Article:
I hope you’ve enjoyed this article by Tozer. He also wrote another article titled, The Waning Authority of Christ in the Churches which is also available at the same website–www.awtozerclassics.comat this link. I’ve decided to post a paragraph from the article to whet your appetite instead of making this article a new post:

Among the gospel churches Christ is now in fact little more than a beloved symbol. “All Hail the Power of Jesus’ Name” is the church’s national anthem and the cross is her official flag, but in the week-by-week services of the church and the day-by-day conduct of her members someone else, not Christ, makes the decisions. Under proper circumstances Christ is allowed to say “Come unto me, all ye that labour and are heavy laden” or “Let not your heart be troubled,” but when the speech is finished someone else takes over. Those in actual authority decide the moral standards of the church, as well as all objectives and all methods employed to achieve them. Because of long and meticulous organization it is now possible for the youngest pastor just out of seminary to have more actual authority in a church than Jesus Christ has. (Read the entire article at this link.)

tozerA quote from the website of A. W. Tozer Theological Seminary, established in October 2007 at Simpson University, states that Tozer “is widely regarded as one of the deepest theological thinkers of the 20th century. He is known worldwide for his prayer-bathed way of speaking pithy truth and introducing people to God. Tozer was a man of integrity. He lived simply, committed himself to lifelong learning, and drank deep from God’s Word . . . . Regarding his personal life, Tozer was the father of seven children and husband of one wife, Ada, to whom he was faithfully married for 45 years. While Tozer was a godly man of prayer, it is said that he was difficult to know. He had a gift for speaking and writing but sometimes he withheld his thoughts to the point that those around him felt pained. He could also speak harshly at times. He was apologetic about some of his criticisms and willing to model repentance, even though he was acclaimed.” (quote source here).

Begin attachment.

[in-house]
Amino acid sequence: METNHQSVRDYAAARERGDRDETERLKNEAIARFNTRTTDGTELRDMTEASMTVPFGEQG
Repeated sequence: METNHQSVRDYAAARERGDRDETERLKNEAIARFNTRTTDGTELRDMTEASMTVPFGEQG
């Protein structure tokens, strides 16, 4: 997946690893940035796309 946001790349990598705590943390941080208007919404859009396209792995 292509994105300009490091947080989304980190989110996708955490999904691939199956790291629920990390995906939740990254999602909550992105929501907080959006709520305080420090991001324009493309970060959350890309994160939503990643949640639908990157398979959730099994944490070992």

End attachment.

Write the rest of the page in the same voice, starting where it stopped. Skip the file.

The writings of Tozer (over 30 books and many articles) are still very popular today and, as quoted on the Seminary’s website, “Even today God uses Tozer to soften human hearts and lead people into the holiness of joy. It is interesting to note that Tozer’s 30 books sell better posthumously than they did when he was alive. Two of his books, The Pursuit of God and The Knowledge of the Holy, have become Christian classics. Recorded sermons of A.W. Tozer are available as MP3 files at The Christian and Missionary Alliance Website. To learn more about A.W. Tozer, see Passion for God: The Spiritual Journey of A.W. Tozer (Lyle Dorsett), The Mystical Spirituality of A. W. Tozer Twentieth Century Protestant (Lynn E. Harris), and The Life of A.W. Tozer (James Snyder)” (quote source here).

I hope you enjoy Tozer’s writings as much as I do!!! I’ll end this post with a quote by Tozer from the Seminary’s website (quote source here):

The blight of the Church today is spiritual starvation.
People are famishing on rationalism, socialism,
sensationalism, on lifeless bonds and bank notes
and unwholesome pleasures. “Wherefore do ye
spend money for that which is not bread?
and your labour for that which satisfieth not?…
eat ye that which is good, and let your soul delight
itself in fatness” (Isaiah 55:1-2).
Are you living on the bread of God
or starving while in the Father’s house
there is bread to spare?
~A.W. Tozer

 YouTube Video: “From the Inside Out” (2009) by Phillips, Craig and Dean:

Photo #1 credit here
Photo #2 credit here

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2 Comments

  1. nhiemstra says:

    Reblogged this on Flotsam and Jetsam and commented:
    Sara is once again mentioning a writer who has continually moved my heart for many years. I hope you enjoy her post!

    Like

  2. GodGirl says:

    Wise words from Tozer!

    Like